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UMaine System Chancellor Dannel Malloy appointed to anti-death penalty commission

Chancellor Dannel Malloy speaks at Minsky Hall in Orono during the 2024 State of the University Address for the University of Maine.
Adam Küykendall
/
University of Maine
Chancellor Dannel Malloy speaks at Minsky Hall in Orono during the 2024 State of the University Address for the University of Maine.

International panel devoted to ending capital punishment has appointed University of Maine System Chancellor Dannel Malloy to its leadership team.

Based in Madrid, the International Commission Against the Death Penalty advocates against capital punishment across the world. The commission and the UMaine System announced Malloy's appointment as a commissioner on Thursday. While serving as governor of Connecticut in 2012, Malloy signed into law legislation which abolished capital punishment in the state.

"This has been a life calling," said Chancellor Malloy. "I don’t believe in the death penalty. I didn’t believe it when I was trying murder cases in New York City; [I] didn’t believe it as mayor of Stamford; I didn’t believe in it as the governor of Connecticut; and I don’t believe in it to this day. [My advocacy against the death penalty] is in essence outside of my work [as chancellor], but it is representative of my belief."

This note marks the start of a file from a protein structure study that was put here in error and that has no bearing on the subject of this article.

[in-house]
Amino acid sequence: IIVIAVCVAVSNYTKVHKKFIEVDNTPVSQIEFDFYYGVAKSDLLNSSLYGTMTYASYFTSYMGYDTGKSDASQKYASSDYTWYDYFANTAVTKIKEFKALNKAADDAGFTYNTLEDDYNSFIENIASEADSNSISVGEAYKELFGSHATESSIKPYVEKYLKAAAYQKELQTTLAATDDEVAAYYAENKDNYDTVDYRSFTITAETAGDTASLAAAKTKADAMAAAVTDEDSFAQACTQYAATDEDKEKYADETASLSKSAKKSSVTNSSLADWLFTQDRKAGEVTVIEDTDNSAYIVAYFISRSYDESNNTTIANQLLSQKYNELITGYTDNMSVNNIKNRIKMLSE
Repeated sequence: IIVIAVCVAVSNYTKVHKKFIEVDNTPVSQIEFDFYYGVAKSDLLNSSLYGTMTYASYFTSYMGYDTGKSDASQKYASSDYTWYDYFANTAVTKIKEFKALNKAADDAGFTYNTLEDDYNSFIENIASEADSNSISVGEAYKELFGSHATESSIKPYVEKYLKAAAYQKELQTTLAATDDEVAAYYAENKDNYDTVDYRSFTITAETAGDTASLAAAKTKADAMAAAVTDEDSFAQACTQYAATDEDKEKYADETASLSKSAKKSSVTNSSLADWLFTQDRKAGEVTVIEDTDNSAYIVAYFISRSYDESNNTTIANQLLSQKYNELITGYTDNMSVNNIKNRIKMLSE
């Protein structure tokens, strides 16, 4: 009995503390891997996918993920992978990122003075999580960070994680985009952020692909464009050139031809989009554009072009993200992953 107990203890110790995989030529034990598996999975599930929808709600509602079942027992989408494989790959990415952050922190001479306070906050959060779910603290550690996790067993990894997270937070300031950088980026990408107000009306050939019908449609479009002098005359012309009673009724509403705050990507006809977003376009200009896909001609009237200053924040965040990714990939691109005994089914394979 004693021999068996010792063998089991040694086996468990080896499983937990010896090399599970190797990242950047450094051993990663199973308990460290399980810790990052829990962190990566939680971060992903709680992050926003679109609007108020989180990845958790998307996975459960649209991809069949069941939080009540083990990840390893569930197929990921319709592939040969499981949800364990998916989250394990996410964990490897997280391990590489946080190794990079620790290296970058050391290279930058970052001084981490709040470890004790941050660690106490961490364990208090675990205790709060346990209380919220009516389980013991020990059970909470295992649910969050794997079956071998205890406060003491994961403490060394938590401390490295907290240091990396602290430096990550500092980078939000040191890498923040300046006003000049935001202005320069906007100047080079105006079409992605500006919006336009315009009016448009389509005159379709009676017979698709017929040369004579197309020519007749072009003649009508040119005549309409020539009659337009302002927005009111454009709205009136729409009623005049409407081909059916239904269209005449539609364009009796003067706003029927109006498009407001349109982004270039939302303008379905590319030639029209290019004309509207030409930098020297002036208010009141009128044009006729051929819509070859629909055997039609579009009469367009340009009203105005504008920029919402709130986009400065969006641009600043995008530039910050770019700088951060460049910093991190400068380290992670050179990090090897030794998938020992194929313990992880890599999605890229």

The UMaine System hired Malloy in 2019. Malloy said his role as an ICDP commissioner will not interfere with his work as chancellor.

"You should not confuse the two [avenues]," said Malloy. "I enjoy my work [as chancellor]. That’s my full time job, and [I] will continue to do it as long as the trustees want me to do it."

Malloy's contract with the UMaine System is set to expire at the end of the 2025 academic year.

Corrected: May 16, 2024 at 4:36 PM EDT
An earlier version stated Malloy signed legislation in 2015 to ban capital punishment. The law was actually signed in 2012. Additionally, the University of Maine System has been appropriately capitalized.
Nick Song is Maine Public's inaugural Emerging Voices Fellowship Reporter.


Originally from Southern California, Nick got his start in radio when he served as the programming director for his high school's radio station. He graduated with a degree in Journalism and History from the Medill School of Journalism at Northwestern University -- where he was Co-News Director for WNUR 89.3 FM, the campus station.